That’s it. You can now login to MySQL root user and create or manage databases from MySQL command-line interface.
mysql -u root -p
In another tutorial, I will show you how to create MySQL user, grant privileges, and create databases in MySQL.
The last part of LAMP is PHP. PHP 7 is already available in the Manjaro repository. To install PHP and PHP Apache module in Manjaro, use pacman command –
sudo pacman -S php php-apache
Set up PHP Apache module by updating a few entries in the apache configuration file that exists at
sudo mousepad /etc/httpd/conf/httpd.conf Or sudo nano /etc/httpd/conf/httpd.conf
Find and comment out the following line in the configuration –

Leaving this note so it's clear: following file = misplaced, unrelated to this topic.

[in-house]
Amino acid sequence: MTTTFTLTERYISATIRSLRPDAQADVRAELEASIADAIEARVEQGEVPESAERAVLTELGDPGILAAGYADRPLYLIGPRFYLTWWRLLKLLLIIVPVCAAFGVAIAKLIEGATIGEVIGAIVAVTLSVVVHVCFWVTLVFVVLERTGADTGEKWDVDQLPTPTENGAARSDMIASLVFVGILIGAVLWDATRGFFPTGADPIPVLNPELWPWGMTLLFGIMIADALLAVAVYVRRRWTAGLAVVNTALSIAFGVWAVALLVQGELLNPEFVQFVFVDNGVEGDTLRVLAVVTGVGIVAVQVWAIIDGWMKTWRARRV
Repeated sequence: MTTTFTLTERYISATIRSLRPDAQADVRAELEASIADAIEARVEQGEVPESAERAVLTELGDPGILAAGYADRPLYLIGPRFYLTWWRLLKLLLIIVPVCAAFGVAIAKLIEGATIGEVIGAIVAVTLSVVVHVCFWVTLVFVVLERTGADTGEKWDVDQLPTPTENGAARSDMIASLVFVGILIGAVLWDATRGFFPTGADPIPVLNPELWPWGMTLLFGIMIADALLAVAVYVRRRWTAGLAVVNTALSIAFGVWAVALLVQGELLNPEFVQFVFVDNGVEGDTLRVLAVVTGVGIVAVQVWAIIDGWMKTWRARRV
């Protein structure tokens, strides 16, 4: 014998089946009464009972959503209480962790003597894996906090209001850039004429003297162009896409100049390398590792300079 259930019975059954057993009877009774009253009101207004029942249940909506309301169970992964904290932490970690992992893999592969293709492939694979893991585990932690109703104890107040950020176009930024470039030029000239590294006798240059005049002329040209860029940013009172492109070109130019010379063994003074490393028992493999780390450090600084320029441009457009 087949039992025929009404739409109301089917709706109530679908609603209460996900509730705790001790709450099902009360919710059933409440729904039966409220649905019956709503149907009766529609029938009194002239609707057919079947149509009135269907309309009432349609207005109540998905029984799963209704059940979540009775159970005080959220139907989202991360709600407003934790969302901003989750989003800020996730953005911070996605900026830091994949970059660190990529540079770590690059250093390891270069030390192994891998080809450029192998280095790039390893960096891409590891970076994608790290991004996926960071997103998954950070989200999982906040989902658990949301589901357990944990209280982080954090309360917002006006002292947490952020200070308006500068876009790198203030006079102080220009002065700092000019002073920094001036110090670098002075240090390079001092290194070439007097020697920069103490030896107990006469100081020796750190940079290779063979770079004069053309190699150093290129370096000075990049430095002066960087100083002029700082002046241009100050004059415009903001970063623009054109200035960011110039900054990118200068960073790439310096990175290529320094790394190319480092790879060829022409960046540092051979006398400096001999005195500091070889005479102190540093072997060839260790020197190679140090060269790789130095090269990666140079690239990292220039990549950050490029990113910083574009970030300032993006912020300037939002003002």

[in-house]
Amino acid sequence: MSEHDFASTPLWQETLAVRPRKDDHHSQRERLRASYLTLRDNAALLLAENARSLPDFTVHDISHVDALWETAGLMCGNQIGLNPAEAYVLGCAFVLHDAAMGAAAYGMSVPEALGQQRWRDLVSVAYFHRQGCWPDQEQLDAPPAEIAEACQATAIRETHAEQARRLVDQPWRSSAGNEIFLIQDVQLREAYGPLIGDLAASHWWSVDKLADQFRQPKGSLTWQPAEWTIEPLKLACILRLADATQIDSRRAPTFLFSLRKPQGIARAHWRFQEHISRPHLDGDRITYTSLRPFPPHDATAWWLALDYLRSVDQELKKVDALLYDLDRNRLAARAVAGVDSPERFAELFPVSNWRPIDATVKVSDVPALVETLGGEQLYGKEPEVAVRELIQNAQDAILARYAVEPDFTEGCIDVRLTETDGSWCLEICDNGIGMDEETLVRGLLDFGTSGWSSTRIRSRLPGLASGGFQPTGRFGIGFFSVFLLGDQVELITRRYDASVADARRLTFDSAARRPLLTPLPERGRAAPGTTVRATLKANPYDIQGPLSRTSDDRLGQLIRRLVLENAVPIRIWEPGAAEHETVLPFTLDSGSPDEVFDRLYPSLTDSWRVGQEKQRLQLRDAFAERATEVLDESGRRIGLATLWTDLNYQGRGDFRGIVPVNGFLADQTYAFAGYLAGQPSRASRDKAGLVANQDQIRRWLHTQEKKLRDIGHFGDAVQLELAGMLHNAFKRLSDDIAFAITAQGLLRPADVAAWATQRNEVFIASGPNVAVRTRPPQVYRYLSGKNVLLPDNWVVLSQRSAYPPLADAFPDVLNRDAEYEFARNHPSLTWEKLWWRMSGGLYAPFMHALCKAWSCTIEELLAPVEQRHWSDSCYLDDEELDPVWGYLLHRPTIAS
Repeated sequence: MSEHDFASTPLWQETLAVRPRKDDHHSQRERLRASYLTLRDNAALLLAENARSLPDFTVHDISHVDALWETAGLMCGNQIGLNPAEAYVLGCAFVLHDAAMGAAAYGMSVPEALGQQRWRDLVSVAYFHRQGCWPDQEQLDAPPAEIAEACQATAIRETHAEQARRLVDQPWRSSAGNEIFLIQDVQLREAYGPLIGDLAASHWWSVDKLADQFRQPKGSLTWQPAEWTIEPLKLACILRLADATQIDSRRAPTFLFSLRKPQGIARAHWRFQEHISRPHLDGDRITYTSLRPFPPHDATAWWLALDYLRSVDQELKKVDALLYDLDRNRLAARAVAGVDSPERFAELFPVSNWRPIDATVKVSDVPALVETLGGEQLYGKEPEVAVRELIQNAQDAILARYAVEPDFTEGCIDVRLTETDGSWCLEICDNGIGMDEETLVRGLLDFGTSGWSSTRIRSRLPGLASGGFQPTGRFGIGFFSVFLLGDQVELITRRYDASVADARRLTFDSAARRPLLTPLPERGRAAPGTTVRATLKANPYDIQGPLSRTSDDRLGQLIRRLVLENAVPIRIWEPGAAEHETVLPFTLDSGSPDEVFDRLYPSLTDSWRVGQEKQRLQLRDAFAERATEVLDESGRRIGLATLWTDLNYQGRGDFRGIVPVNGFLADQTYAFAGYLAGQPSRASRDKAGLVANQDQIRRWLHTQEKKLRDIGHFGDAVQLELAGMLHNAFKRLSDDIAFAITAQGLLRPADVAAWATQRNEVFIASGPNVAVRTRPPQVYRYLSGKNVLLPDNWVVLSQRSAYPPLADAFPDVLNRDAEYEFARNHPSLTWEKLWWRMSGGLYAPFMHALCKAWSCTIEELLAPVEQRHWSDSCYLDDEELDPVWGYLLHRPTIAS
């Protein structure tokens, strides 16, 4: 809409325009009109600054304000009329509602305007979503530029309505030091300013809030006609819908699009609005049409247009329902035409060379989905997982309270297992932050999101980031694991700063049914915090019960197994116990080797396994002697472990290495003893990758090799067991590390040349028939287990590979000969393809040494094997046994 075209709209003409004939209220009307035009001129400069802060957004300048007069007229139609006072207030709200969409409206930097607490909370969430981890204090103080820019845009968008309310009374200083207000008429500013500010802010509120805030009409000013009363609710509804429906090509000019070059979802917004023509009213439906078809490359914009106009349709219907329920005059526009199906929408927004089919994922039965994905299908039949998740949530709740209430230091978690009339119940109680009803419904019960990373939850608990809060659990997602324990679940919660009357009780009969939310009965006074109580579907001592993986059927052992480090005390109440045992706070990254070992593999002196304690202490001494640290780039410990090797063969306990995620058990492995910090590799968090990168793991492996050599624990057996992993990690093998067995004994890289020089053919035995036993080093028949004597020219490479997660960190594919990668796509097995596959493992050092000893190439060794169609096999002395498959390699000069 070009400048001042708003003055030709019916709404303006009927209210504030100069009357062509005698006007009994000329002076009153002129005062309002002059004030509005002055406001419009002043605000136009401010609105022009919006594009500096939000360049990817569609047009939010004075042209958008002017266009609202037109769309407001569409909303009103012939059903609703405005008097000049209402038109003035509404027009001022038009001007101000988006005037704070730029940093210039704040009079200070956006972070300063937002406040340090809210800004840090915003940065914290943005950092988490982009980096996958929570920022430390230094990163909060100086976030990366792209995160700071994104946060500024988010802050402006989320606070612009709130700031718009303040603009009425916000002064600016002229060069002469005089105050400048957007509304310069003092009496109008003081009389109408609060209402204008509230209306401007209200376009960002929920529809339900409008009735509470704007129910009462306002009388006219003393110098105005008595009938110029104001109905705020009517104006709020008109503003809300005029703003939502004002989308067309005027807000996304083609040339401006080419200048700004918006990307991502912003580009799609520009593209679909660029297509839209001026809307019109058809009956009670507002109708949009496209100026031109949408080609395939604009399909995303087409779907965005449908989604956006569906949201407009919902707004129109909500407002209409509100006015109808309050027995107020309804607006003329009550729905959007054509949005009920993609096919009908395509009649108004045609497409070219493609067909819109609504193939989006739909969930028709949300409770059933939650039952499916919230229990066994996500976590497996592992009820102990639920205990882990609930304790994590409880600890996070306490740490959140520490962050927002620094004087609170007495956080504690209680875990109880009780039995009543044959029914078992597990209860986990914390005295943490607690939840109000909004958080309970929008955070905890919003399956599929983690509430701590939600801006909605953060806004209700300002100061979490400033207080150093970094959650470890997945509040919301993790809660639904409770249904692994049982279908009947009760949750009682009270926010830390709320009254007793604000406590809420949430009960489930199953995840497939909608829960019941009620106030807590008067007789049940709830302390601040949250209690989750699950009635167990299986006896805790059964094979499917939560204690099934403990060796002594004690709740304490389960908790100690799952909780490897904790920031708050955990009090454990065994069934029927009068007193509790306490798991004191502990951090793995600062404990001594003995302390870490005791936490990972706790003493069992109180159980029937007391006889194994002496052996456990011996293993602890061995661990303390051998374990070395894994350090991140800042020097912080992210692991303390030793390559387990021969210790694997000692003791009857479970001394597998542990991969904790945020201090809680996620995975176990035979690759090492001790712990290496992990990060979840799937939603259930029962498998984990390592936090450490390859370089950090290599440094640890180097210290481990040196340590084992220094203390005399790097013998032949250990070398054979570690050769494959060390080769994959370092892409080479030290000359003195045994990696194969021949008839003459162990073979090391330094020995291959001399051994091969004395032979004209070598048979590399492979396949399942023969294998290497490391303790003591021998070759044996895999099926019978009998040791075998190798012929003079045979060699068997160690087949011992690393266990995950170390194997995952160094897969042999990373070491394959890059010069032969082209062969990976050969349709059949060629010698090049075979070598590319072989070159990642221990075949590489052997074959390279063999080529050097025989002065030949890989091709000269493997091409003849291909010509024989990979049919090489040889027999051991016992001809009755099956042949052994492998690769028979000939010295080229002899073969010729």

#LoadModule mpm_event_module modules/mod_mpm_event.so
Find and uncomment the following line in the configuration –
LoadModule mpm_prefork_module modules/mod_mpm_prefork.so
And at the end of the file, add the following lines –
LoadModule php7_module modules/libphp7.so AddHandler php7-script php Include conf/extra/php7_module.conf
Now save the file and exit. Restart the apache server to make sure all the configurations are loaded properly.
sudo systemctl restart httpd
That’s all. PHP is now installed and configured to be used with the Apache webserver.
To test the PHP installation, create a file at
/srv/http/phptest.php and write the following PHP code –
<?php phpinfo(); ?>
Now open this file in the browser by visiting the
With the above set of tools, you should be able to develop and test your web application without any issues. If you want a little more ease in handling databases, we can do that by installing phpMyAdmin. It is a browser-based database management system.